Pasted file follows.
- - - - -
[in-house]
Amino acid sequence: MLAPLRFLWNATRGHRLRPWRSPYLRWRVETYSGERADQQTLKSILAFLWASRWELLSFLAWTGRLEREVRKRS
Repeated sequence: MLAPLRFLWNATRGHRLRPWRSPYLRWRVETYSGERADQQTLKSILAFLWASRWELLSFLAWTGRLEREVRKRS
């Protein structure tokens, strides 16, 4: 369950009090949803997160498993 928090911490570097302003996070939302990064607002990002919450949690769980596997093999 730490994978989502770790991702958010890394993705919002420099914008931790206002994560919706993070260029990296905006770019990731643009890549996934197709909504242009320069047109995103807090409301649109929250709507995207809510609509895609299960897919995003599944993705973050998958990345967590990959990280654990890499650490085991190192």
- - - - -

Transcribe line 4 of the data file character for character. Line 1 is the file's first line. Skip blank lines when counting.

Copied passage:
């Protein structure tokens, strides 16, 4: 369950009090949803997160498993 928090911490570097302003996070939302990064607002990002919450949690769980596997093999 730490994978989502770790991702958010890394993705919002420099914008931790206002994560919706993070260029990296905006770019990731643009890549996934197709909504242009320069047109995103807090409301649109929250709507995207809510609509895609299960897919995003599944993705973050998958990345967590990959990280654990890499650490085991190192």